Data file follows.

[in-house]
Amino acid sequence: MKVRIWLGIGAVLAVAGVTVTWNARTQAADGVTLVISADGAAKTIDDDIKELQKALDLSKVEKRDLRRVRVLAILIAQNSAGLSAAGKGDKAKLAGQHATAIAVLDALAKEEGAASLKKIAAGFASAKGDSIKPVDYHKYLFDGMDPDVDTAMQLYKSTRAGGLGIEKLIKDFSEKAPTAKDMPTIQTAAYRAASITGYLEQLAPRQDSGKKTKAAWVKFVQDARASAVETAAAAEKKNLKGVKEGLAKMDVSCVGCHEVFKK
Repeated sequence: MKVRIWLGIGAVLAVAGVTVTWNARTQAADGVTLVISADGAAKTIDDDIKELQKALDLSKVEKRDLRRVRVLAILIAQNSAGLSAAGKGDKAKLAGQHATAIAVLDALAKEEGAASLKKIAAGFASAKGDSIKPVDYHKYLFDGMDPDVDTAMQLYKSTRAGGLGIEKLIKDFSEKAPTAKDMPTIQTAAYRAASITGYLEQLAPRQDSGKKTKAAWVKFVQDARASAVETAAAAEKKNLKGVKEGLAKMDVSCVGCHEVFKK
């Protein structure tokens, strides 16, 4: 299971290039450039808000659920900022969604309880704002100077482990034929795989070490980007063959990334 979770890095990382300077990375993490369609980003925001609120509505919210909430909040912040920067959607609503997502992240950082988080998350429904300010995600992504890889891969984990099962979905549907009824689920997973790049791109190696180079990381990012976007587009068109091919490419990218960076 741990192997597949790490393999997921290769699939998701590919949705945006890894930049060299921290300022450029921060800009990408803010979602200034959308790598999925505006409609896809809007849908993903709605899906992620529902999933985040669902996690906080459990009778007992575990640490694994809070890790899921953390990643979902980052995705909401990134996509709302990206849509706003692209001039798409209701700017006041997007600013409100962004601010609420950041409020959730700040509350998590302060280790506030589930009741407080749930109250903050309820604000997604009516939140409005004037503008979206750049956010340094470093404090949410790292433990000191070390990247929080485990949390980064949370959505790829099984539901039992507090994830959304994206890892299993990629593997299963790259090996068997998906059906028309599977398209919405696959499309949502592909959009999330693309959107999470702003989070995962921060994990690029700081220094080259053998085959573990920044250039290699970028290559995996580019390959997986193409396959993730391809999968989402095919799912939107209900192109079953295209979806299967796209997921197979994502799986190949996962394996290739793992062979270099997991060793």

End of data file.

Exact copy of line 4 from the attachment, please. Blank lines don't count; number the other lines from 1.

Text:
């Protein structure tokens, strides 16, 4: 299971290039450039808000659920900022969604309880704002100077482990034929795989070490980007063959990334 979770890095990382300077990375993490369609980003925001609120509505919210909430909040912040920067959607609503997502992240950082988080998350429904300010995600992504890889891969984990099962979905549907009824689920997973790049791109190696180079990381990012976007587009068109091919490419990218960076 741990192997597949790490393999997921290769699939998701590919949705945006890894930049060299921290300022450029921060800009990408803010979602200034959308790598999925505006409609896809809007849908993903709605899906992620529902999933985040669902996690906080459990009778007992575990640490694994809070890790899921953390990643979902980052995705909401990134996509709302990206849509706003692209001039798409209701700017006041997007600013409100962004601010609420950041409020959730700040509350998590302060280790506030589930009741407080749930109250903050309820604000997604009516939140409005004037503008979206750049956010340094470093404090949410790292433990000191070390990247929080485990949390980064949370959505790829099984539901039992507090994830959304994206890892299993990629593997299963790259090996068997998906059906028309599977398209919405696959499309949502592909959009999330693309959107999470702003989070995962921060994990690029700081220094080259053998085959573990920044250039290699970028290559995996580019390959997986193409396959993730391809999968989402095919799912939107209900192109079953295209979806299967796209997921197979994502799986190949996962394996290739793992062979270099997991060793």